TGN Originals

September 28, 2014
 

First Impressions: Warlocks

Warlocks Title Screen

This week I got an opportunity to have a look at the early alpha edition of Warlocks. It was interesting–it had a few neat mechanics that I liked–but I did not find it to be astounding. It’s important to remember that a game cannot be judged based on its early alpha appearance, though, and I have to give credit to Warlocks where credit is due. I’d like to show you guys some of the content of Warlocks and let you guys judge for yourself, but overall it seems to be shaping up to be an extremely moderately good game.

Some of the game’s elements are pretty interesting. If I had to describe them in a way that horribly oversimplifies everything (which is how I always insist on speaking) then I would argue that Warlocks is a lot like League of Legends mixed with Super Smash Bros. (Wait, isn’t that exactly how I describe Awesomenauts?) It involves, as one might have figured from the description, using four abilities and blowing enemies to smithereens with those abilities while leveling them up every time your character hits a certain number of experience points. In addition, the game featured a simple shop system where you could sell loot or buy stuff that’s obviously worse than the stuff you picked up from killing enemies.

Warlocks Character Select

The game has a diverse set of characters to choose from, and I was pleasantly surprised to find out that they’re not all exact cookie cutters of each other. Mind you, though they aren’t cookie cutter versions of each other, the characters all have similar abilities (Most often a ranged ability, a ‘blink’, an area of effect attack, and a heal). I chalked up the similarities in character design to the fact that the game is still fairly early in its development, and I hope to see the characters fleshed out more as time goes on. Nonetheless, the characters all have their own “vibe” and I liked that. A notable exception to “things I like” was a character, Rainer, who the game seemed to be pressing me to like by giving him unnecessarily full lines of dialogue which he so painfully insists on constantly repeating. Thankfully I had about six other characters to choose from so I didn’t have to listen to that crap if I didn’t want to.

The controls of the game were very simple and functional, and that was something I really appreciate. Nothing ticks me off quite like a game that forgets its original purpose–to be a game. Rather than bogging the player down with a bunch of pointless controls or lines of script that try to decide whether I want to climb a ladder or jump mindlessly to my death, Warlocks functions on a simpler level: press A to kill people who are far away or X to kill people who are close. Simplicity, in my opinion, lends itself to elegance and thus I think Warlocks has a good approach and solid elements when it comes to interfacing.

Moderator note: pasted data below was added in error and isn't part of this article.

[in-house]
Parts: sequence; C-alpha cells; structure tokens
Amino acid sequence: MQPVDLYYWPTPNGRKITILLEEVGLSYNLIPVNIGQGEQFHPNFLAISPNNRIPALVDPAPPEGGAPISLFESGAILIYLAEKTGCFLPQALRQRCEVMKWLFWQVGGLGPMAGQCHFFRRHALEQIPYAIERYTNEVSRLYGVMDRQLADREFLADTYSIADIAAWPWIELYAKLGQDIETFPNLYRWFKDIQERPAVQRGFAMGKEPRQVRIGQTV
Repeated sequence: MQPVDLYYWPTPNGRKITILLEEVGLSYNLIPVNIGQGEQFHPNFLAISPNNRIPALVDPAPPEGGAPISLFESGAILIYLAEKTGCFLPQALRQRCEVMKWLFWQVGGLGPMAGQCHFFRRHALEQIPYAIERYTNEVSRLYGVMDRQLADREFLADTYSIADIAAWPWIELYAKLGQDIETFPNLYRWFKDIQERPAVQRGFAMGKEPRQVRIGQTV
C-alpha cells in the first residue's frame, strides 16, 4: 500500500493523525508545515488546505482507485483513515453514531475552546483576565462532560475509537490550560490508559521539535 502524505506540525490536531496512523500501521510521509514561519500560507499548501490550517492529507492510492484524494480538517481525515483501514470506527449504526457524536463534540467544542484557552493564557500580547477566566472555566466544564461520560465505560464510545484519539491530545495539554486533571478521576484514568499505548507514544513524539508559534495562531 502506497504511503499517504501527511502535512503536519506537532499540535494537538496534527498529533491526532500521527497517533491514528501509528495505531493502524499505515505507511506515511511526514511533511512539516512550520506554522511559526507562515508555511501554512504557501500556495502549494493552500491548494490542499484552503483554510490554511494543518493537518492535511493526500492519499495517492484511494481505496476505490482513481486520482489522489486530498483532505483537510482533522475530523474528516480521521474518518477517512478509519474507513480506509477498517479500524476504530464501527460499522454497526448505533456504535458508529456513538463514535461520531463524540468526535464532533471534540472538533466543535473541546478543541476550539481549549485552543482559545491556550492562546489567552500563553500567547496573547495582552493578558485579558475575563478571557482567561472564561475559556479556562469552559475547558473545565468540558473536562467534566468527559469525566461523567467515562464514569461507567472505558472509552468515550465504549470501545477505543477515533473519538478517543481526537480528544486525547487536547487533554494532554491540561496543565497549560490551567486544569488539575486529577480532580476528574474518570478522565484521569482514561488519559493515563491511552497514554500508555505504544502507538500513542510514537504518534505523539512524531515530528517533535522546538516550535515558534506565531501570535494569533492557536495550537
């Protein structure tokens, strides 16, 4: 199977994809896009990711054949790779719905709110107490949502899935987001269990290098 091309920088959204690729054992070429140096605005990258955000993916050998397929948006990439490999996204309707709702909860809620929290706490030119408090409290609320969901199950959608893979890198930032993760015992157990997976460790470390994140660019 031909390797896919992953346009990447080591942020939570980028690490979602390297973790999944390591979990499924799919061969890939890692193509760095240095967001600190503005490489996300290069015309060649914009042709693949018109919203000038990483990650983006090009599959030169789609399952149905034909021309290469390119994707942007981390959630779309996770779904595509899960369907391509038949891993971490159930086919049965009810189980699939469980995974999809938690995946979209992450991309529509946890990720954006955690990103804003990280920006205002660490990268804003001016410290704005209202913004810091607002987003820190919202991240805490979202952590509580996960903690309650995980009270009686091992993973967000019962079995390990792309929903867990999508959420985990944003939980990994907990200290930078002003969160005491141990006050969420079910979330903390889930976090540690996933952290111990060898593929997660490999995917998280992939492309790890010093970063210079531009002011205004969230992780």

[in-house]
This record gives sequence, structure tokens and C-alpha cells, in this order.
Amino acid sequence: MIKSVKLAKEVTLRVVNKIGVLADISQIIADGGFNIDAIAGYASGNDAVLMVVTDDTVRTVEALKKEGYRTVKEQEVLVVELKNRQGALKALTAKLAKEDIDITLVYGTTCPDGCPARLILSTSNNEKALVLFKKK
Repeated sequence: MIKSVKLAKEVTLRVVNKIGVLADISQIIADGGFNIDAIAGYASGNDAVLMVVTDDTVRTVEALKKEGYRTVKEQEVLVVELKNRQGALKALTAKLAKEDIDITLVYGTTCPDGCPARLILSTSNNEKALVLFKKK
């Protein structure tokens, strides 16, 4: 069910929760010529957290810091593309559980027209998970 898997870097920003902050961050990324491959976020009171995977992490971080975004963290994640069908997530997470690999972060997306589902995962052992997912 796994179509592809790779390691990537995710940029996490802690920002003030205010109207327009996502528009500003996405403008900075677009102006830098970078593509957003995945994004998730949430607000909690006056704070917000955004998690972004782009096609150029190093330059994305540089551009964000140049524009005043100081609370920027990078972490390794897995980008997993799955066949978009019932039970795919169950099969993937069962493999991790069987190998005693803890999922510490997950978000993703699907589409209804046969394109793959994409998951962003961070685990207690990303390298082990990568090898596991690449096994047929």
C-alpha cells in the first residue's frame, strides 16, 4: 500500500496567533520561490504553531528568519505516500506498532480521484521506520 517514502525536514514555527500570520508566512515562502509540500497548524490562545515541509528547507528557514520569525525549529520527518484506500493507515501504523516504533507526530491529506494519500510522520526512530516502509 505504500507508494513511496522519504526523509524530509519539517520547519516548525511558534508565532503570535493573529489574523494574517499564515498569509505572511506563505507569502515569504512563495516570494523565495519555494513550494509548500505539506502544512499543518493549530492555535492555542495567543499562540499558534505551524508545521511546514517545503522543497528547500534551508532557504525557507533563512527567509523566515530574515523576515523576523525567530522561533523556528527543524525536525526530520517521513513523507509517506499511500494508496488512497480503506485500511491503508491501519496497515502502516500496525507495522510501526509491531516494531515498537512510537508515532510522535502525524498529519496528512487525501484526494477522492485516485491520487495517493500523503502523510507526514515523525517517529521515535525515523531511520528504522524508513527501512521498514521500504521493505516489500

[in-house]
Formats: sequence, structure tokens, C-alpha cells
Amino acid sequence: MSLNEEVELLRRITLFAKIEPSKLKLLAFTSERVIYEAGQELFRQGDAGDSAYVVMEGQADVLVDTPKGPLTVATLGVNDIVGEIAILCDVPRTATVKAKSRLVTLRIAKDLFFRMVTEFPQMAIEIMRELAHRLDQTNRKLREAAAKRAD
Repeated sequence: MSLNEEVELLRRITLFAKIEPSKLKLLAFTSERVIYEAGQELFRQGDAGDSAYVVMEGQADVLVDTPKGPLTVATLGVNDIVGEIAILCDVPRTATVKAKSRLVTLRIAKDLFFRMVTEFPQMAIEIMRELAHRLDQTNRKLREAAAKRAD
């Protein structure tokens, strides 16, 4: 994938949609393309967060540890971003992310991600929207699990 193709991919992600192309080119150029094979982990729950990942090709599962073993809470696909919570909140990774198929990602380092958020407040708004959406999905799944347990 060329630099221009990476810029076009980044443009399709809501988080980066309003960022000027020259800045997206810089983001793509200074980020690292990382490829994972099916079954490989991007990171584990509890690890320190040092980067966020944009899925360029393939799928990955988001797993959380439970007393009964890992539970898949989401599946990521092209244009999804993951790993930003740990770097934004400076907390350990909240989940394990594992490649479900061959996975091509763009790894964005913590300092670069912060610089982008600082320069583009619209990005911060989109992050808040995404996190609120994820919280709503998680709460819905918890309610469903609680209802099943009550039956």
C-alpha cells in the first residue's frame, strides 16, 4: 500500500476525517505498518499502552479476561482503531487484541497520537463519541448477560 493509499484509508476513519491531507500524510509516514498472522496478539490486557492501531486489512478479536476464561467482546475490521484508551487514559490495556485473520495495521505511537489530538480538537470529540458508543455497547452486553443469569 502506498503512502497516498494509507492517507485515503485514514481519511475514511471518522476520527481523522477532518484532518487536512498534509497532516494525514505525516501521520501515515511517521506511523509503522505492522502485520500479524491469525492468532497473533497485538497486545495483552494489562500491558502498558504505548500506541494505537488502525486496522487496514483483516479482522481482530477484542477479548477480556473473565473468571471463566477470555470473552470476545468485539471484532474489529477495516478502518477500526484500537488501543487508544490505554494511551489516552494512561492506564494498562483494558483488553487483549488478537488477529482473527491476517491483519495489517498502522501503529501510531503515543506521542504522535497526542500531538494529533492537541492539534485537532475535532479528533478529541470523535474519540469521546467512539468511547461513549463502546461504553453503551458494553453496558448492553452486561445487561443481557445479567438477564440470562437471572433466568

Warlocks In Game

I also liked the art style. Warlocks is presented in a pixel-art style which, for whatever reason, will always be a favorite of mine. There seems to be no middle ground in graphics; a designer needs to choose to either sell their soul to the devil so that they can produce CryEngine levels of graphics or keep it simple and stick with basics. It’s nice to see a developer who understands the nuances of not making you game look like a bucket of feces and I appreciate that. Some of the characters even look downright cool.

My only problem with the game thus far seems to be a lack of fresh gameplay. The “story” mode (Which as of yet contains no story at all) has the player wandering around killing weak but numerous NPC enemies. It felt linear and stale, but once again it’s important to remember that the game is in early development. What I’m more interested in seeing develop is a multiplayer versus mode, which is as of yet not available. It is the multiplayer element that will probably get me to come back to this game and give it another try when it’s more fleshed out.

Unfortunately, even with the multiplayer elements, I still find myself concerned this game may end up like Awesomenauts but slightly worse. I’ve been wrong before, though. When Warlocks is finished, we’ll see just how wrong or right I am! Until then, keep it tuned to ThoseGamingNerds and maybe write me a cheque for a million dollars while you’re at it!

(“Cheque”? What is this guy, Canadian?)

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About the Author

Dante
Dante is ThoseGamingNerds's Canadian Correspondent. When he's not plotting to overthrow the universe or punching through steel girders, he occasionally writes decent articles. Dante is beautiful inside and out and loves every person who spends even a few seconds browsing over his articles. Dante also runs a modest YouTube channel specializing in informative pop-culture which you can access by clicking the "W" below.